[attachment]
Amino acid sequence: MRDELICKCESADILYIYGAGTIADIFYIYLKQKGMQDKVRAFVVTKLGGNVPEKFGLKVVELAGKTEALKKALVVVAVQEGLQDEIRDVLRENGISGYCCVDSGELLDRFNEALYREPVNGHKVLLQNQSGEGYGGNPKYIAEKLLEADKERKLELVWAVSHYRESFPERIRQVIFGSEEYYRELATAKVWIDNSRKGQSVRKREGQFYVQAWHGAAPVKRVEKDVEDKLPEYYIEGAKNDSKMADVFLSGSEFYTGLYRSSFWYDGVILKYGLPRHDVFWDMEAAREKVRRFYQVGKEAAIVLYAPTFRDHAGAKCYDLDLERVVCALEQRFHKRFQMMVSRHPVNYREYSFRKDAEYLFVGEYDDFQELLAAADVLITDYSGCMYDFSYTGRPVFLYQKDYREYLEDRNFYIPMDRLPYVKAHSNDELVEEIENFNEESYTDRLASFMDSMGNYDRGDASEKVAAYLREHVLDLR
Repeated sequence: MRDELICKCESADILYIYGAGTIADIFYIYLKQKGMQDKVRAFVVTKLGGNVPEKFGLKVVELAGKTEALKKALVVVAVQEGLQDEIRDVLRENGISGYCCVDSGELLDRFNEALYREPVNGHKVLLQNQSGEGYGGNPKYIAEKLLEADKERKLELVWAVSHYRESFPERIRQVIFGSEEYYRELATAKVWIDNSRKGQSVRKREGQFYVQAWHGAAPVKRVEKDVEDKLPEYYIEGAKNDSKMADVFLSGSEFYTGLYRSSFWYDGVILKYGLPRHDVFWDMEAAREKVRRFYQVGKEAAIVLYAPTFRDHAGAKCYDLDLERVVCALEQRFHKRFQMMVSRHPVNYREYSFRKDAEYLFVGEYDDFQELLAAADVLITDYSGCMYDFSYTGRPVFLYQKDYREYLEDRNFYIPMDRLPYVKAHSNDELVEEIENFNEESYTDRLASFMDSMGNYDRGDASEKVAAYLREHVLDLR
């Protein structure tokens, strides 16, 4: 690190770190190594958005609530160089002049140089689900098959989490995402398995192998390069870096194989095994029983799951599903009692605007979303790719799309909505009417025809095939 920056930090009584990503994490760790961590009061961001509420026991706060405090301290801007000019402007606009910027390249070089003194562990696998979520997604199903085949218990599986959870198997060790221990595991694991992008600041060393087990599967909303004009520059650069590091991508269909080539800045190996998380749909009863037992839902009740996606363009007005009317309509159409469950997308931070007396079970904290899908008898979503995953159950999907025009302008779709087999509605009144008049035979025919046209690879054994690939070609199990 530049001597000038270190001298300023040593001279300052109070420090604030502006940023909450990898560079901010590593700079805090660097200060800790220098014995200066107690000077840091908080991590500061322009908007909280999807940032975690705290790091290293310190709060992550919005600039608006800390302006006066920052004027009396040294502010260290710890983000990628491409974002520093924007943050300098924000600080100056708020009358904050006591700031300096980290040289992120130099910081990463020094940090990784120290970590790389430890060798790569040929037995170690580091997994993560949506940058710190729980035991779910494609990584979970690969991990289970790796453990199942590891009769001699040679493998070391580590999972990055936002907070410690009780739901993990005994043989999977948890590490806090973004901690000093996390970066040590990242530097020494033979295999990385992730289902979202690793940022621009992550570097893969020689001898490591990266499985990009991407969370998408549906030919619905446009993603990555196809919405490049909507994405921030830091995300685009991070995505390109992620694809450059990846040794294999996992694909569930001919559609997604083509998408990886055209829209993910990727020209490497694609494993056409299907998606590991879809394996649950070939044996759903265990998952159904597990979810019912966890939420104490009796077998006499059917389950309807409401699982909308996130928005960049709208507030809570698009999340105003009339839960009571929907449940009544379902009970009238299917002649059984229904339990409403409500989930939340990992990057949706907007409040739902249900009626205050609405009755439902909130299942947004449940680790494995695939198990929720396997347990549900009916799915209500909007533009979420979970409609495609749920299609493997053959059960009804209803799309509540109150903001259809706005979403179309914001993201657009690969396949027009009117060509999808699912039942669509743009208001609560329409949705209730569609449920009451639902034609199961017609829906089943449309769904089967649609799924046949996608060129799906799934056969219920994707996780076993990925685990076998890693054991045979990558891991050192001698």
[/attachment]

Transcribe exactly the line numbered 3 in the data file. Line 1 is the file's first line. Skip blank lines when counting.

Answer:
């Protein structure tokens, strides 16, 4: 690190770190190594958005609530160089002049140089689900098959989490995402398995192998390069870096194989095994029983799951599903009692605007979303790719799309909505009417025809095939 920056930090009584990503994490760790961590009061961001509420026991706060405090301290801007000019402007606009910027390249070089003194562990696998979520997604199903085949218990599986959870198997060790221990595991694991992008600041060393087990599967909303004009520059650069590091991508269909080539800045190996998380749909009863037992839902009740996606363009007005009317309509159409469950997308931070007396079970904290899908008898979503995953159950999907025009302008779709087999509605009144008049035979025919046209690879054994690939070609199990 530049001597000038270190001298300023040593001279300052109070420090604030502006940023909450990898560079901010590593700079805090660097200060800790220098014995200066107690000077840091908080991590500061322009908007909280999807940032975690705290790091290293310190709060992550919005600039608006800390302006006066920052004027009396040294502010260290710890983000990628491409974002520093924007943050300098924000600080100056708020009358904050006591700031300096980290040289992120130099910081990463020094940090990784120290970590790389430890060798790569040929037995170690580091997994993560949506940058710190729980035991779910494609990584979970690969991990289970790796453990199942590891009769001699040679493998070391580590999972990055936002907070410690009780739901993990005994043989999977948890590490806090973004901690000093996390970066040590990242530097020494033979295999990385992730289902979202690793940022621009992550570097893969020689001898490591990266499985990009991407969370998408549906030919619905446009993603990555196809919405490049909507994405921030830091995300685009991070995505390109992620694809450059990846040794294999996992694909569930001919559609997604083509998408990886055209829209993910990727020209490497694609494993056409299907998606590991879809394996649950070939044996759903265990998952159904597990979810019912966890939420104490009796077998006499059917389950309807409401699982909308996130928005960049709208507030809570698009999340105003009339839960009571929907449940009544379902009970009238299917002649059984229904339990409403409500989930939340990992990057949706907007409040739902249900009626205050609405009755439902909130299942947004449940680790494995695939198990929720396997347990549900009916799915209500909007533009979420979970409609495609749920299609493997053959059960009804209803799309509540109150903001259809706005979403179309914001993201657009690969396949027009009117060509999808699912039942669509743009208001609560329409949705209730569609449920009451639902034609199961017609829906089943449309769904089967649609799924046949996608060129799906799934056969219920994707996780076993990925685990076998890693054991045979990558891991050192001698």